Would offering to dose Kurien's tea in this manner be endearing or off-putting? Would he think her a delightful rogue or a repulsive lush? Drunks were often the worst judges of the same crime in others. Kurien's manner in class, brusque and efficient, gave her few clues into his real character. Still, offering him a tot in his tea was the only plan she could conceive, and she would have to gamble with any potential damage to her reputation.
Yet, perhaps she could—
"You're up early," Ella's voice was thick with sleep. "Didn't your last lecture finish at one this morning?"
"Yes," she said, turning, "but there are some things I had to prepare for today, and I wasn't able to secure any equipment for after-hours observation. You stayed 'till your usual time, I presume?"
"Mmm," Ella shambled towards the fire, eyes wincing in its harsh light. Her dark skin was gray with exhaustion, and her hand shook as she reached out to the eternally-simmering kettle slung over the fireplace to pour a cup of tea. "Always do. Haven't seen you there much this past week, though."
"No. I am a new student, remember, so my name is always last when it comes to allocating minor 'scopes. I have been spending my time in the library. I have been meaning to ask how your hour of 'scope time went? Were you able to confirm your hypotheses about the Betolan Cluster?"
Ella breathed in steam from her teacup, studying her reflection in its dark, clear surface. "No," she answered at last, "I wasn't."
Hermione sighed in sympathy. "An hour is far too short a window—"
"An hour," Ella set down her cup without taking so much as a sip, fists clenching, "is more than enough time. I didn't get the hour. Arbuck whelked on his promise."
After two weeks at the school, Hermione could match the name to the arrogant boy who had promised Ella the 'scope time. Jon Arbuck was one of the University's favorite sons, also part of Professor Elgin's obligatory inner circle. His father, owner of a whaling company that operated out of Anchor's End, was a chief donor to the University. His oldest son was his tribute in kind, his family's hope for societal respectability, though any with even a passing familiarity with Jon Arbuck could tell he would be much less suited to pretending at intellectualism in a classroom than plunging a harpoon into a wailing, defenseless creature.
Just as it seemed he had done to Ella.
"But he made you a promise in front of so many! How could the dean allow him to renege on it?"
"Do you think any of those," she spat a word Hermione didn't recognize, but could guess its meaning well enough, "would speak up for me? Why waste my time going to the dean? Officially, if you were not aware, 'scope time isn't to be bartered or traded or sold. Leybourne would put me on notice for it and not say a word to Arbuck. At least I didn't have to transcribe his abysmal notes, the suckerfish."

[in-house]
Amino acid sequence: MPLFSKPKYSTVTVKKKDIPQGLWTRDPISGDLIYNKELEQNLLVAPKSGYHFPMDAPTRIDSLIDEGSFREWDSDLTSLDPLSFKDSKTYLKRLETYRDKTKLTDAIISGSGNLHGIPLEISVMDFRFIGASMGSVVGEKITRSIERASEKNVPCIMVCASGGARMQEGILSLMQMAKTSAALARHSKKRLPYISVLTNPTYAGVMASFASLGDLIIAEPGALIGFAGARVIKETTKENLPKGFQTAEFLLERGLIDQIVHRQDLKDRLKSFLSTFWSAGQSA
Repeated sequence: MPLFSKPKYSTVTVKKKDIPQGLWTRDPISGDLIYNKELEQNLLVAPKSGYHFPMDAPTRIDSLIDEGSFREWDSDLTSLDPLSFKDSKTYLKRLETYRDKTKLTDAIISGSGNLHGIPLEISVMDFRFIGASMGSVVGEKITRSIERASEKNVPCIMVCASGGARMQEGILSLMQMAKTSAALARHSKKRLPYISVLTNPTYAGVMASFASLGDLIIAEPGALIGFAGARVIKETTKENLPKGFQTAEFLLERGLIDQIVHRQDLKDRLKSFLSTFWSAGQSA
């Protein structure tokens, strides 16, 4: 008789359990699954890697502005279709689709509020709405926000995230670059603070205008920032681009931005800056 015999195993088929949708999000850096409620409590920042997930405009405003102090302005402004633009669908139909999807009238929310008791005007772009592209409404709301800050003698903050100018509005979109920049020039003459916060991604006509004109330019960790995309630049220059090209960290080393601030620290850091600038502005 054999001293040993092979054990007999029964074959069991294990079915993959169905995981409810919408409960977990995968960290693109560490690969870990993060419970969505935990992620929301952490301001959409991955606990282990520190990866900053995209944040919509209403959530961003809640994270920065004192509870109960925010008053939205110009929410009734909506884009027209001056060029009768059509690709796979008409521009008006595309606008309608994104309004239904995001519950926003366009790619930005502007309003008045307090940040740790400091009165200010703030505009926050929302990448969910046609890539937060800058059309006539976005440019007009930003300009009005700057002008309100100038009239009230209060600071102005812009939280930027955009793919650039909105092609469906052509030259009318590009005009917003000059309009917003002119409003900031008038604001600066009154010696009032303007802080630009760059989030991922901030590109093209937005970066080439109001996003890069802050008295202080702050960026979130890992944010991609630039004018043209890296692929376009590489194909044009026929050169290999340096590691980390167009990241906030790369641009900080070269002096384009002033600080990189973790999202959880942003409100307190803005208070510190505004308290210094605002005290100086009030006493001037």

"I would speak for you," Hermione said. "Would you like me to?"
"No," Ella picked up her teacup and blew, breath hazing tremulously over the tea. "It is too late now. You would not want to risk your reputation, anyway; everyone thinks you are so charming. It would hurt you to associate with me."
"I should not," she paused, considering. Alienating Jon Arbuck would have many dangers and few benefits. Then again, she had already—though he didn't know it—launched her first attack on him by obliquely criticizing his performance on Professor Elgin's behalf. The instant she joined that circle, she would be suspect, and therefore, a target. It did not much matter whether she became his enemy now or later.
So, with a sharp jerk of her chin, she went on. "I should not care for their opinions in the matter. Mr. Arbuck should not feel himself secure to ride roughshod over the rest of us."
Ella laughed. "Tell yourself that, Miss Bascombe of the Veruca Bay Bascombes. In the meantime, I will watch you charm your way through the rest of the staff with smiles and scones. I hear they're delicious, by the way."
Hermione flushed, a dull, angry red. "They are," she snapped, taking her basket from the shelf. "Would you like to try one? Not that I think I have any chance of charming you. I daresay you would not even accept it as a gesture of friendship."
"We are not friends."
"No. A gesture in…solidarity, perhaps? Kindness? Fellow-feeling?"
Ella reached out, flung the cloth aside, and plucked out two scones. "Fellow-feeling, then. I appreciate it. I hope Professor Kurien will like them as well."
Hermione's lips pursed. "I hope he will too. Please excuse me, I would like to rest before we leave for class this afternoon."
"Bye," Ella took a seat in front of the fire and bit into one of the scones. Her eyelids fluttered, lips curling in a faint, pleased smile, but she said nothing else.
Hermione's knock was delicate, fluttering. Her smile, as she peeked around the heavy door, was tremulous and sweet. Her lashes fluttered as she bowed her golden head, framed most becomingly in a hood of blue wool trimmed with white fur. The pardon she begged of him—for surely she was disturbing him in the midst of something vitally important to the progress of science itself—was eloquent.
"I was wondering if she would show up. You should be flattered, Kurien. Did you hear Elgin yesterday evening, raving about our delightful Miss Bascombe?"
Hermione's smooth apology stuttered to a halt. She had not noticed the tall, spare man standing in front of the fire, foot on the fender.
"Professor Tellers," she recovered her smile, though not her unaffected delivery. "What good luck I should find you here too! I know it is silly, but I brought Professor Kurien some scones as thanks for his lecture yesterday, and—"
"Thank you," the Professor in question answered, "please leave them at the door. Tellers and I are in the middle of a discussion."
With a blink, Hermione—unable to think of a reason to remain when her dismissal was so obvious—laid her basket down. "I hope you like them," she bowed, modestly, "I am not the most skilled—"
"Yes, yes," Kurien snapped, "I am sure they are fine. Thank you, Miss Bascombe."
Professor Tellers moved towards the door, and almost before Hermione had pulled her face back, closed it before her nose.